In an effort to make Florida’s 12 public universities “elite” institutions, state lawmakers voted in May to give an extra $232 million to those institutions, while cutting $25 million from state colleges, according to an article in the Miami Herald. “It stinks, because I think that community colleges have a lot to offer,” Zwilling said. “A lot of students would not have the ability to complete what they have in life if they did not get their start at a community college. ... I feel like a big chunk of the community is being left out.” For Zwilling, the counseling center is an integral part of Santa Fe. “Part of our mission is open access,” she said. “We want to be open access to students, and so we would think that all of our services would be open access, including mental health care, because it certainly is for all the state universities.” But some state colleges don’t view on-campus mental health services as part of their mission. "It’s more of a university practice,” said Leigh Bailey, an academic counselor at Gulf Coast State College. Linda Freeman, a counselor at Florida SouthWestern State College, opened the school’s counseling center in 2012. Freeman said she’s technically a contract worker, not an employee, but she has a physical office on campus, even though she’s had to move four times. To raise awareness for the center, Freeman tables and gives presentations on campus. She also sends constant reminders to the college’s dean to send out emails to students, notifying them that the counseling center is active. “I don’t know how you can have a college without a counseling center,” Freeman said.


espite her intense schedule, Zwilling is currently working to bring more attention to this issue. “As a counselor, that’s my heart—to get out there and create a culture of care,” she said. As she was cold-calling state colleges, Zwilling connected with Jeannie Hoban, a counselor at Palm Beach State College. “She said, ‘Are you crazy?’ Did you really just call all 28 colleges?’ And I said, ‘Yes, Jeannie, I am!” Zwilling said. “We need to do something about this!” Together, the women have presented at state and national conferences on the lack of mental health services for community college students and the benefit of oncampus counseling services. “That’s what we do,” Zwilling said. “Educate, educate, educate.” Both women hope their schools’ respective counseling centers can serve as models for other state colleges looking to expand their counseling services. At Palm Beach State, Hoban created the counseling center by employing psychology faculty part-time and hiring interns from local universities, Zwilling said.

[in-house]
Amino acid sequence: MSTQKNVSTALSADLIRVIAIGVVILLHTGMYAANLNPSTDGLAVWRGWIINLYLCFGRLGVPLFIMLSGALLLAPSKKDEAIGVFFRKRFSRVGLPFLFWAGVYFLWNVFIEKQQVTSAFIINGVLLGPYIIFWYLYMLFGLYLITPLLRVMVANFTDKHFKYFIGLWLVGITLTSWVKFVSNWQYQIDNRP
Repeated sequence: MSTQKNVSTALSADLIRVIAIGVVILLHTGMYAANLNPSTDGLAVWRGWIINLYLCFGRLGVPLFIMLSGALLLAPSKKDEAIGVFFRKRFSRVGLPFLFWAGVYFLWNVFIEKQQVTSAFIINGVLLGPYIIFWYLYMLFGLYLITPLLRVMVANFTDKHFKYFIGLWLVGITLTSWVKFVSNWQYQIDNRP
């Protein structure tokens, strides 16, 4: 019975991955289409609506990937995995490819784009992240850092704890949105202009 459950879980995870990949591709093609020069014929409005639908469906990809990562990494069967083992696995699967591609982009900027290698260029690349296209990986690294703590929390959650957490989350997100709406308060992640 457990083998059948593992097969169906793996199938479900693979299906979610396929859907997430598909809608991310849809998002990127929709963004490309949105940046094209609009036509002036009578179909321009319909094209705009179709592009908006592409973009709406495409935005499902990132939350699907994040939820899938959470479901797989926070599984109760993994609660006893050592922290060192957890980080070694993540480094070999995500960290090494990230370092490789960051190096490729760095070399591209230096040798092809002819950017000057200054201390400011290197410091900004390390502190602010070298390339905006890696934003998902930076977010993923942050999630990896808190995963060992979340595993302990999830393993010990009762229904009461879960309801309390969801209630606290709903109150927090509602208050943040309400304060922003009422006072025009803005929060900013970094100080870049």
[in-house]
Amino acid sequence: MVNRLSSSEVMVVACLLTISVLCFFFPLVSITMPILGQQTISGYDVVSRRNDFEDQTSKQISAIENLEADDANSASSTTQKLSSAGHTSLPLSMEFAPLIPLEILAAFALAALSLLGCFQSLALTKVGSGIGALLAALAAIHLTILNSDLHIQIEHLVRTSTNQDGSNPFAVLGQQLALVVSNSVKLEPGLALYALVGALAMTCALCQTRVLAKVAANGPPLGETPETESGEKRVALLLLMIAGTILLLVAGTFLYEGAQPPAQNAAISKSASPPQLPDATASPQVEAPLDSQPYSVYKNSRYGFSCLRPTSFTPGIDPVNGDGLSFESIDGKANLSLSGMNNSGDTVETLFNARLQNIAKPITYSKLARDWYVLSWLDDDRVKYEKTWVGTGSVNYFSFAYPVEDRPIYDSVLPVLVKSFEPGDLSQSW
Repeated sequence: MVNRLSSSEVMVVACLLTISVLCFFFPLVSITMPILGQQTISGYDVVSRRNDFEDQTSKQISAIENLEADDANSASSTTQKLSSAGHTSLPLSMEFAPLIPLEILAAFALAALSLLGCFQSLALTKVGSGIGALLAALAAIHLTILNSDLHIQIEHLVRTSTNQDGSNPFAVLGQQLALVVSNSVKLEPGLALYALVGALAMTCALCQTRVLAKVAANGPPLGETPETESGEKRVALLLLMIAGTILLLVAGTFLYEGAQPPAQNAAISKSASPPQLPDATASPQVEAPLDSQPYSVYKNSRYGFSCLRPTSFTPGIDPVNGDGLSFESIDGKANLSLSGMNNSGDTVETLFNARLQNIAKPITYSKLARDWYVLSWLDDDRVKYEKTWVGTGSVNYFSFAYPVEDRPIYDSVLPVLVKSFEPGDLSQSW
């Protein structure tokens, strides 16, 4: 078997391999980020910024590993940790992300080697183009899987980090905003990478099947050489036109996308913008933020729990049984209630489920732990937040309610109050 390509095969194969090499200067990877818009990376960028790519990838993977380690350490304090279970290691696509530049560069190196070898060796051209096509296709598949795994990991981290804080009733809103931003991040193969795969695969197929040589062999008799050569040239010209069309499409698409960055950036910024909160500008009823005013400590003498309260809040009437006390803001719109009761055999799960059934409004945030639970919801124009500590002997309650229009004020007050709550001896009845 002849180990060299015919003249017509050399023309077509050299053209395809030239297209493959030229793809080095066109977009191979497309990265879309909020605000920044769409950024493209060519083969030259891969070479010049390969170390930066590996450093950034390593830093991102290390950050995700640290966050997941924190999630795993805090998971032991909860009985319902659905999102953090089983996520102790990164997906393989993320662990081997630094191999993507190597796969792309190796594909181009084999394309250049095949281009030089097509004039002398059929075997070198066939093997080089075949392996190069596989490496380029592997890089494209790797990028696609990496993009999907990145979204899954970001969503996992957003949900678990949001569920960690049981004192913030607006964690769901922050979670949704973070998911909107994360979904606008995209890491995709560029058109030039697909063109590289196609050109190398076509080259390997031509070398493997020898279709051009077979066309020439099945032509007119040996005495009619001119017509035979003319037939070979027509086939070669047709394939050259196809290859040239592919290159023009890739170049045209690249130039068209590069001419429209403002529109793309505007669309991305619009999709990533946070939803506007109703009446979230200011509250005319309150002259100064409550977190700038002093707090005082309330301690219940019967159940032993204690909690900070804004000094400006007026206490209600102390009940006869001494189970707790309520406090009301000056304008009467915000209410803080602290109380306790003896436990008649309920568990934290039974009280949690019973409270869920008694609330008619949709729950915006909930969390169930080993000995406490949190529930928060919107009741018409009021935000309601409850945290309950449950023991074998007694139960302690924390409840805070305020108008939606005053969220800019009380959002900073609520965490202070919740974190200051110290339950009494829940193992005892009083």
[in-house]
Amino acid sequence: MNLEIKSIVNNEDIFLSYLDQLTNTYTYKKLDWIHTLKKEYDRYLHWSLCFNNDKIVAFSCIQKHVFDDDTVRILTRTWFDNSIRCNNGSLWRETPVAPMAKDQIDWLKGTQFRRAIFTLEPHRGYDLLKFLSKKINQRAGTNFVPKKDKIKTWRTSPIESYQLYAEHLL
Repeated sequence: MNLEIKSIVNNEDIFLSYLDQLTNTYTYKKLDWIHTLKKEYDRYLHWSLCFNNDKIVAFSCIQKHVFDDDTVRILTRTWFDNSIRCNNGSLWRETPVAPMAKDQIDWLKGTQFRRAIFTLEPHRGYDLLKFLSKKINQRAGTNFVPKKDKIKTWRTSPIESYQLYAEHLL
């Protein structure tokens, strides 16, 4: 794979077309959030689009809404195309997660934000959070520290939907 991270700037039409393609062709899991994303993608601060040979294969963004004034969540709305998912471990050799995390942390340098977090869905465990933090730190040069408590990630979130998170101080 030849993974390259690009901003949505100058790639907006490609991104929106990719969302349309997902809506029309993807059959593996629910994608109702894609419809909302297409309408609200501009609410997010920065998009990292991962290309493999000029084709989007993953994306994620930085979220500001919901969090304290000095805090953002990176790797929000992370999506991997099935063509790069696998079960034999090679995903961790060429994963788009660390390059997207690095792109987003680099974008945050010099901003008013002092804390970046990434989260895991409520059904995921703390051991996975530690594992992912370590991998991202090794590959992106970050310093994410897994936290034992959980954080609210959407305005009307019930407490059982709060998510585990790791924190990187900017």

FEATURE Santa Fe’s counseling center began in the 1980s as a career counseling center, but under the direction of Terry O’Banion, the founding dean at Santa Fe, the center began to emphasize reflection and introspection over pure instruction. “What is called for is a new kind of person, a person who is hardheaded enough to survive the battles that rage in academe, and yet one who is warm-hearted and deeply committed to the full development of human potential,” O’Banion wrote in a 2007 article titled, “Early Stirrings of Student Development in the Community College.” In other words, a counselor. So far, Zwilling said she and Hoban have only received positive reactions to their presentations. “People are blown away when they hear that statistic,” she said. Despite the institutional struggles she faces, Zwilling remains optimistic that on-campus counseling centers will expand to all 28 state colleges. “Slowly, the world is figuring it out.” • Jordan Milian, Molly Minta and Helen Stadelmaier contributed to this report.





art of what gives Gainesville its distinct spirit and authenticity is the abundance of flora-filled spaces within the city. A sense of home pervades the parks of Gainesville, and if you’re ever feeling out of touch or need some open fresh air, a visit to these verdant community parks can bring you back down to earth. And unlike some of those bigname national parks, whose tickets might be getting a $70 price tag in the coming year, you can leave your wallet at home for nearly all of our local favorites.•